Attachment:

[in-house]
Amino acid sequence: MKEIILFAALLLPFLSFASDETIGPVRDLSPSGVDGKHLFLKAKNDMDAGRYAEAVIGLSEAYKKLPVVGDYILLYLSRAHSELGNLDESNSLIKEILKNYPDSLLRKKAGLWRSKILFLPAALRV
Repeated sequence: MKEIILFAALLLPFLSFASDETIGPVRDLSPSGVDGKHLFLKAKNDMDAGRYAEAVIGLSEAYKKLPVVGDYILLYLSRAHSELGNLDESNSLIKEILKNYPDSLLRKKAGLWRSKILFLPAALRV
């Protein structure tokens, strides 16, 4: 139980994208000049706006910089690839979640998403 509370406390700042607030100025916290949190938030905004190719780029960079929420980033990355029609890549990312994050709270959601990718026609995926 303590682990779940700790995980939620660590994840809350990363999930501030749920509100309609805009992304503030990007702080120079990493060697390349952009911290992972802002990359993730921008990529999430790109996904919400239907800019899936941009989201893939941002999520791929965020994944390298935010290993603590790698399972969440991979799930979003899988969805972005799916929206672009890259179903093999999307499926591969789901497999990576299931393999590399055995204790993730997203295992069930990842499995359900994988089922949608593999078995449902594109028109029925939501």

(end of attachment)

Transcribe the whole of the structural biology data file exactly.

[in-house]
Amino acid sequence: MKEIILFAALLLPFLSFASDETIGPVRDLSPSGVDGKHLFLKAKNDMDAGRYAEAVIGLSEAYKKLPVVGDYILLYLSRAHSELGNLDESNSLIKEILKNYPDSLLRKKAGLWRSKILFLPAALRV
Repeated sequence: MKEIILFAALLLPFLSFASDETIGPVRDLSPSGVDGKHLFLKAKNDMDAGRYAEAVIGLSEAYKKLPVVGDYILLYLSRAHSELGNLDESNSLIKEILKNYPDSLLRKKAGLWRSKILFLPAALRV
């Protein structure tokens, strides 16, 4: 139980994208000049706006910089690839979640998403 509370406390700042607030100025916290949190938030905004190719780029960079929420980033990355029609890549990312994050709270959601990718026609995926 303590682990779940700790995980939620660590994840809350990363999930501030749920509100309609805009992304503030990007702080120079990493060697390349952009911290992972802002990359993730921008990529999430790109996904919400239907800019899936941009989201893939941002999520791929965020994944390298935010290993603590790698399972969440991979799930979003899988969805972005799916929206672009890259179903093999999307499926591969789901497999990576299931393999590399055995204790993730997203295992069930990842499995359900994988089922949608593999078995449902594109028109029925939501």